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Archive for July, 2012

The ‘Berlin Patient’ ‘cured’ of HIV

27 Jul, 12 | by Dr Dean Jenkins

The so-called ‘Berlin Patient’ has been in the news again as he has now reached 5 years of being clear of Human Immunodeficiency Virus Type 1 (HIV). Timothy Ray Brown has been interviewed on vaious media outlets giving his remarkable story.

http://cnnpressroom.blogs.cnn.com/2012/07/24/timothy-ray-brown-to-sanjay-gupta-hiv-completely-gone/

He was HIV positive but later developed acute myeloid leukaemia which hematopoietic stem-cell transplantation. His tissue type matched a large number of donors one of which had natural resitance to HIV infection – an ‘elite controller’. His case was reported in The Scientific World Journal last year. A recent JAMA article gives a good overview of ‘elite controllers’.

This fascinating case raises a number of hopes about the future management of HIV infection. The current research is centred (still) on finding an effective vaccine and continuing the success of antiretroviral therapy.

Biliary disease: Utilisation of cholecystostomy and cystic duct as a route for percutaneous cutting balloon papillotomy and expulsion of common bile duct stones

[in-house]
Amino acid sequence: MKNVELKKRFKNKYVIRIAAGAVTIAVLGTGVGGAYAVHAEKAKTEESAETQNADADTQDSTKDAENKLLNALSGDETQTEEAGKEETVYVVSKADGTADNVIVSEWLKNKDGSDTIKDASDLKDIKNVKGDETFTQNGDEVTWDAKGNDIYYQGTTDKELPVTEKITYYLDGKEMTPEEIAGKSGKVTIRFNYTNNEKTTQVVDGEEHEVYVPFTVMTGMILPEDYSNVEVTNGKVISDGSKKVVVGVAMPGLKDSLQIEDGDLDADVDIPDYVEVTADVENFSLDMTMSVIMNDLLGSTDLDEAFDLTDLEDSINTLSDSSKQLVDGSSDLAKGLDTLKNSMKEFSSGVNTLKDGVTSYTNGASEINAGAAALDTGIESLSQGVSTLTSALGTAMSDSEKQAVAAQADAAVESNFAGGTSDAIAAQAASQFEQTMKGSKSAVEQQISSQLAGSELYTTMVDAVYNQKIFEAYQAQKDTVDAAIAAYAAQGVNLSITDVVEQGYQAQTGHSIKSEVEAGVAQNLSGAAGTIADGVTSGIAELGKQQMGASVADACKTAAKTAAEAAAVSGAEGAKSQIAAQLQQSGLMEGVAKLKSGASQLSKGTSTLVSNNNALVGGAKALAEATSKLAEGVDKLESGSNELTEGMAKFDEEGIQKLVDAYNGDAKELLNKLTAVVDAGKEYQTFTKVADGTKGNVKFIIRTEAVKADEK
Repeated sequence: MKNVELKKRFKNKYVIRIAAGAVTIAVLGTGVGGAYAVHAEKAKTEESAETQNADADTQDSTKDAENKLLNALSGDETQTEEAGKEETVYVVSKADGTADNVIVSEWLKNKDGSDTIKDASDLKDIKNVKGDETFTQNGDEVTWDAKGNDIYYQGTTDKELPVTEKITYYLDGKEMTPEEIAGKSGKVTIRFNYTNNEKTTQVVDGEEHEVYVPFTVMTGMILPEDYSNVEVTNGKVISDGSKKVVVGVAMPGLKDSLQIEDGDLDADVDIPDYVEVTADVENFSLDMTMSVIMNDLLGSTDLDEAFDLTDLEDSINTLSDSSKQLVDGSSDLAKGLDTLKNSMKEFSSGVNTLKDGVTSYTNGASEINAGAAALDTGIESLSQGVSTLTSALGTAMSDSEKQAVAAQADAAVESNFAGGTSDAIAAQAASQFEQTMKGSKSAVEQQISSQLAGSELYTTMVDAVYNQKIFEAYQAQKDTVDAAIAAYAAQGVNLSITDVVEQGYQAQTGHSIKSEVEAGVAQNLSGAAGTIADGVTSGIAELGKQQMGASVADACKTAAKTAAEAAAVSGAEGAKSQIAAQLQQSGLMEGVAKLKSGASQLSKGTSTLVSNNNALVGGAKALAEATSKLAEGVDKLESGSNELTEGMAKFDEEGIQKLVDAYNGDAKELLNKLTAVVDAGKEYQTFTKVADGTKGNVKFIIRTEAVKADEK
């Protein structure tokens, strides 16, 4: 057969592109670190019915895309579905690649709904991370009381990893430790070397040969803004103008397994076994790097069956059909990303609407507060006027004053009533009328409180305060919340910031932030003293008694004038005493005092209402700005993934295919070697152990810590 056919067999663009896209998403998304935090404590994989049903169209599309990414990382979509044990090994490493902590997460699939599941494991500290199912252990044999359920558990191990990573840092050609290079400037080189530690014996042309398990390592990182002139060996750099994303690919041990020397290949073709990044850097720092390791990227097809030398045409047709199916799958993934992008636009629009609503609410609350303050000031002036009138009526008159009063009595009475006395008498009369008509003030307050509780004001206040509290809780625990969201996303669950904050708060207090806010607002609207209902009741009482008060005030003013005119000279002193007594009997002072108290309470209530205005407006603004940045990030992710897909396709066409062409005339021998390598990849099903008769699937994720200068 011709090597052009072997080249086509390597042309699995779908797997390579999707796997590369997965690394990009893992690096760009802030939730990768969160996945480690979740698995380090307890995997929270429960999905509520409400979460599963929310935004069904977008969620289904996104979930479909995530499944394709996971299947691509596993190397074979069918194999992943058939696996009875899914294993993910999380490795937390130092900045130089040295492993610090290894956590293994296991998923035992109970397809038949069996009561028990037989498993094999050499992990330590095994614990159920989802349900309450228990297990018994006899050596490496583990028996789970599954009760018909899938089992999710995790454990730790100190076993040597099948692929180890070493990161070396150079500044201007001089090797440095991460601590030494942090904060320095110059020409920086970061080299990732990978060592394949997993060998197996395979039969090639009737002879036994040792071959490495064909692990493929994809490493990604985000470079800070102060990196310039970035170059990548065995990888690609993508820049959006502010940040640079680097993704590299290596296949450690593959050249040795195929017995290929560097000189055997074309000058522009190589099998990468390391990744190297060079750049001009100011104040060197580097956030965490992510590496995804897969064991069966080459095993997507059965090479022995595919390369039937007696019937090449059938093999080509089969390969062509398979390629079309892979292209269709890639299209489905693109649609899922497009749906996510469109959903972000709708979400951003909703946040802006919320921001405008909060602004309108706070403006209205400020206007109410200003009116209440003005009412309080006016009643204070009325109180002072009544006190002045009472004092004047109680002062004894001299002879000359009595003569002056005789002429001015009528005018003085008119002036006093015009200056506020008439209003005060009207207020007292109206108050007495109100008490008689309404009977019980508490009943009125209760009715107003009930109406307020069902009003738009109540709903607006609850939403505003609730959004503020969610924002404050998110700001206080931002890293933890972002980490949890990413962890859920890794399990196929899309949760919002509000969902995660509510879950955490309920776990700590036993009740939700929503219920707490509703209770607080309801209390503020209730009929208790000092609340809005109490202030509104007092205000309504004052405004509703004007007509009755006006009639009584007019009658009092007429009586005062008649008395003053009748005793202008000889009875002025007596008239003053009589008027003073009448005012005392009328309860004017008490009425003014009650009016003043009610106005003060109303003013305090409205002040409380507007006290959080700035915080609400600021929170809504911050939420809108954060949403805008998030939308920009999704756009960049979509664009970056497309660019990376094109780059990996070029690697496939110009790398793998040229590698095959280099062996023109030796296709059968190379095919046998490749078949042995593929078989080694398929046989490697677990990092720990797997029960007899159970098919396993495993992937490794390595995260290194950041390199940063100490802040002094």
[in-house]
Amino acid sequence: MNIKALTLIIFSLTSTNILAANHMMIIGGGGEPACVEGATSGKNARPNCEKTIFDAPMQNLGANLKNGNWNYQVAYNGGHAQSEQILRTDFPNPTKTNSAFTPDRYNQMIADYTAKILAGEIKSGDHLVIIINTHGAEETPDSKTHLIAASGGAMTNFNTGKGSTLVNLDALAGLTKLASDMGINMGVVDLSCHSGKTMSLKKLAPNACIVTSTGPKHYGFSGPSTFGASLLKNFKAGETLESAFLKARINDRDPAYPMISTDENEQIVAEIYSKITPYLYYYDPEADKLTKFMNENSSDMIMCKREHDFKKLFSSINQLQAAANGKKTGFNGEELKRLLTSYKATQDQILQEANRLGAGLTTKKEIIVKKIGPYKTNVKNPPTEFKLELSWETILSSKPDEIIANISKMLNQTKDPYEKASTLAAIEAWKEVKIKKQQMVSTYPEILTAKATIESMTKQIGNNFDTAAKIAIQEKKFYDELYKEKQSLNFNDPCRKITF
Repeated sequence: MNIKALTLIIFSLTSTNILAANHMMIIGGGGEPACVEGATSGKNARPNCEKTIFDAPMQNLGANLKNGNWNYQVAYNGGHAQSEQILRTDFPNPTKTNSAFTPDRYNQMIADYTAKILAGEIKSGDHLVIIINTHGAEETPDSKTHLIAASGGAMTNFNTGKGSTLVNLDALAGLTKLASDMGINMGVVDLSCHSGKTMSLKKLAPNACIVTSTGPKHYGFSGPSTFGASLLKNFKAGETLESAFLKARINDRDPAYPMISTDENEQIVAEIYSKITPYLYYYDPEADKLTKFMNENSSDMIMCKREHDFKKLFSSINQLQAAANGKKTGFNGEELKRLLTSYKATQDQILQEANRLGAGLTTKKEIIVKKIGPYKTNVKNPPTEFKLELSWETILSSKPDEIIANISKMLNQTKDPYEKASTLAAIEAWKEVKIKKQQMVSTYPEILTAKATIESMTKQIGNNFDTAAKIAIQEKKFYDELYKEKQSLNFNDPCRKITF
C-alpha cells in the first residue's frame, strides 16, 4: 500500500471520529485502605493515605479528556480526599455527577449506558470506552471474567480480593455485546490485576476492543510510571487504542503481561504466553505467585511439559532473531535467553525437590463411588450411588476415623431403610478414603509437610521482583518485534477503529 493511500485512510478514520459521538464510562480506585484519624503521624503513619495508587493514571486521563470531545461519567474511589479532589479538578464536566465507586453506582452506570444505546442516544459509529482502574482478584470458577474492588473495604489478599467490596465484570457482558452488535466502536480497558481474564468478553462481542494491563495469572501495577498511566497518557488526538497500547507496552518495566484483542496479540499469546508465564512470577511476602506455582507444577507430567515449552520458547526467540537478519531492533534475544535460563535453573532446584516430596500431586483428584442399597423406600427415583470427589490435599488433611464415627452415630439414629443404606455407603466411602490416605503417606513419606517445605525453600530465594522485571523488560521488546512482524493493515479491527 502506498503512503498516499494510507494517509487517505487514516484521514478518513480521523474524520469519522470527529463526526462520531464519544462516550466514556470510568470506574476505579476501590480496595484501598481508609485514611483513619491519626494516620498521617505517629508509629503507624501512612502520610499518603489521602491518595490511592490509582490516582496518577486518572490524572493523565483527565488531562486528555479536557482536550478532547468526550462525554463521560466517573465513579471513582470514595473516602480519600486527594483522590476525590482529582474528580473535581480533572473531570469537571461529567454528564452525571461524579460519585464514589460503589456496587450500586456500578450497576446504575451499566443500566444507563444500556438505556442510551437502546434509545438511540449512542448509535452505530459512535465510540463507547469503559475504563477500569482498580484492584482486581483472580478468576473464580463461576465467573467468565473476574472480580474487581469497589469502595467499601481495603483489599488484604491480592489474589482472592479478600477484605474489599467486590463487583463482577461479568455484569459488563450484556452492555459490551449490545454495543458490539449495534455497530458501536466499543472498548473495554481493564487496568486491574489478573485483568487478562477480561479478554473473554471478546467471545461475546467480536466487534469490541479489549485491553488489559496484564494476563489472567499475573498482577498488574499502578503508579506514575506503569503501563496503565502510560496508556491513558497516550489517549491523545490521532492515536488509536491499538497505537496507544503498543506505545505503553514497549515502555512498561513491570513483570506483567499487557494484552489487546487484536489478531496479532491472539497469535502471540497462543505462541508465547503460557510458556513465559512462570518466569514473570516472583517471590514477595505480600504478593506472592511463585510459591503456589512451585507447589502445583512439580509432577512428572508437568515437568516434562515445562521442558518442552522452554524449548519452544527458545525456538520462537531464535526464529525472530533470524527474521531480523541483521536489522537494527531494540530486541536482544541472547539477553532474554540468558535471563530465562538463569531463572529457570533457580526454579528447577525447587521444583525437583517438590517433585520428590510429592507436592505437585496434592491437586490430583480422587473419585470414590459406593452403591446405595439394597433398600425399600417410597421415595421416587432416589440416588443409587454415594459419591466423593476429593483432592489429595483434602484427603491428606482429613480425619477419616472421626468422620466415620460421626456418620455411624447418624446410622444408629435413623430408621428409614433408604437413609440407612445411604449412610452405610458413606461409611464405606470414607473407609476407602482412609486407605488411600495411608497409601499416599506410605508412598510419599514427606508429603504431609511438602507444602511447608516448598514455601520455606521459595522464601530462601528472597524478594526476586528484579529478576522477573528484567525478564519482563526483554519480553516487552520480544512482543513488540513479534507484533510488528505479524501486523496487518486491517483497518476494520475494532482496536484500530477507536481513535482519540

26 Jul, 12 | by Emma

Here the authors discuss the treatment of obstructing bile duct stones in a novel approach where the patient presents with an empyema of the gallbladder.

Seema Biswas
Editor-in-Chief

Utilisation of cholecystostomy and cystic duct as a route for percutaneous cutting balloon papillotomy and expulsion of common bile duct stones

Clinical Anatomy: Irreversible airway obstruction due to innominate artery compression of the trachea

11 Jul, 12 | by Emma

When is reversible obstructive airways disease not reversible? Here the authors describe how their investigations lead to an anatomical explanation.

Seema Biswas
Editor-in-Chief

Irreversible airway obstruction due to innominate artery compression of the trachea

 

Clinical Anatomy: Pancreatico-psoas fistula – a rare complication of acute pancreatitis

4 Jul, 12 | by Emma

Clinical Anatomy

The purpose of an integrated modular medical curriculum is to place basic science in a clinical context where the relevance of a multitude of medical facts is made clear to students. The facts then become memorable. How often does this really happen, though, in individual student learning? In this series of case reports we hope to illustrate the relevance of clinical anatomy and present to you some memorable images with explanations of how patients develop symptoms as anatomical pathology arises.

We lead off with this case. ERCP may be complicated by acute pancreatitis. Retroperitoneal complications of pancreatitis may ensue. Here are some spectacular pictures which describe the process.

Seema Biswas
Editor-in-Chief

Pancreatico-psoas fistula: a rare complication of acute pancreatitis

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